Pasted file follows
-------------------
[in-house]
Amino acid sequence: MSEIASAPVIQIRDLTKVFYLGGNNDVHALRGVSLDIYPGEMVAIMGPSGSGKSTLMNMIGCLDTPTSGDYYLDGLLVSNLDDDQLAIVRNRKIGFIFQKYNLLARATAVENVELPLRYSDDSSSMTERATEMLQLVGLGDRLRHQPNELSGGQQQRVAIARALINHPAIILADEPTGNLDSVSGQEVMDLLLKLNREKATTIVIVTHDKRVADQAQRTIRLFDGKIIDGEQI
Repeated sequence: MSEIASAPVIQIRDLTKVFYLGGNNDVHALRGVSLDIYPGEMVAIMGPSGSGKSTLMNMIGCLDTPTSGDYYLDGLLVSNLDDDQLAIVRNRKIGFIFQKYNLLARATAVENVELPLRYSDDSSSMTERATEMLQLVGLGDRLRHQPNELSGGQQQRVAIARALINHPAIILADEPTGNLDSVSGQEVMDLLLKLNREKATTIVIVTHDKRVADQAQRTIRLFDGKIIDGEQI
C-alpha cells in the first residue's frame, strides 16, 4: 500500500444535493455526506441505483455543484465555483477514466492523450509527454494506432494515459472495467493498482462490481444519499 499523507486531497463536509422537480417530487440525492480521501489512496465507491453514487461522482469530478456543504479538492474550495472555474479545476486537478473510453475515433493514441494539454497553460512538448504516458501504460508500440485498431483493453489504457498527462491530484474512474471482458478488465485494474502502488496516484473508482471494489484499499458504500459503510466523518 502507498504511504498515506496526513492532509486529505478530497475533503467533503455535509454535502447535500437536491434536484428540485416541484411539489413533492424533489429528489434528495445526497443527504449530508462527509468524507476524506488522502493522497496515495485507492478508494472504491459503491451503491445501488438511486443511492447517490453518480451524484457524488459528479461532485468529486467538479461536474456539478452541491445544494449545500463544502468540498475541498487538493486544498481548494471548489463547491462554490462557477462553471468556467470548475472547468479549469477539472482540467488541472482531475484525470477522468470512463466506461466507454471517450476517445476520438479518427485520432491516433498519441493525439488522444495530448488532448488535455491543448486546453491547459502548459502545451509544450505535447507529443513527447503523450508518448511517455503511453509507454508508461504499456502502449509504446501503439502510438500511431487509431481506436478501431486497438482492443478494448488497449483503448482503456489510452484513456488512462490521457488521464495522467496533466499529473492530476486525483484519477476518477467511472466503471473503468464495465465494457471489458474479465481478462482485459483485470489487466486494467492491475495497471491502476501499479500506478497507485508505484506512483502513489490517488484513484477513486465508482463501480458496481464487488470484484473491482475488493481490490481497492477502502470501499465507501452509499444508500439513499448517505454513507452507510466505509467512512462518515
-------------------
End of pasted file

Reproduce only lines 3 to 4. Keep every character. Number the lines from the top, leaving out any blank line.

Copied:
Repeated sequence: MSEIASAPVIQIRDLTKVFYLGGNNDVHALRGVSLDIYPGEMVAIMGPSGSGKSTLMNMIGCLDTPTSGDYYLDGLLVSNLDDDQLAIVRNRKIGFIFQKYNLLARATAVENVELPLRYSDDSSSMTERATEMLQLVGLGDRLRHQPNELSGGQQQRVAIARALINHPAIILADEPTGNLDSVSGQEVMDLLLKLNREKATTIVIVTHDKRVADQAQRTIRLFDGKIIDGEQI
C-alpha cells in the first residue's frame, strides 16, 4: 500500500444535493455526506441505483455543484465555483477514466492523450509527454494506432494515459472495467493498482462490481444519499 499523507486531497463536509422537480417530487440525492480521501489512496465507491453514487461522482469530478456543504479538492474550495472555474479545476486537478473510453475515433493514441494539454497553460512538448504516458501504460508500440485498431483493453489504457498527462491530484474512474471482458478488465485494474502502488496516484473508482471494489484499499458504500459503510466523518 502507498504511504498515506496526513492532509486529505478530497475533503467533503455535509454535502447535500437536491434536484428540485416541484411539489413533492424533489429528489434528495445526497443527504449530508462527509468524507476524506488522502493522497496515495485507492478508494472504491459503491451503491445501488438511486443511492447517490453518480451524484457524488459528479461532485468529486467538479461536474456539478452541491445544494449545500463544502468540498475541498487538493486544498481548494471548489463547491462554490462557477462553471468556467470548475472547468479549469477539472482540467488541472482531475484525470477522468470512463466506461466507454471517450476517445476520438479518427485520432491516433498519441493525439488522444495530448488532448488535455491543448486546453491547459502548459502545451509544450505535447507529443513527447503523450508518448511517455503511453509507454508508461504499456502502449509504446501503439502510438500511431487509431481506436478501431486497438482492443478494448488497449483503448482503456489510452484513456488512462490521457488521464495522467496533466499529473492530476486525483484519477476518477467511472466503471473503468464495465465494457471489458474479465481478462482485459483485470489487466486494467492491475495497471491502476501499479500506478497507485508505484506512483502513489490517488484513484477513486465508482463501480458496481464487488470484484473491482475488493481490490481497492477502502470501499465507501452509499444508500439513499448517505454513507452507510466505509467512512462518515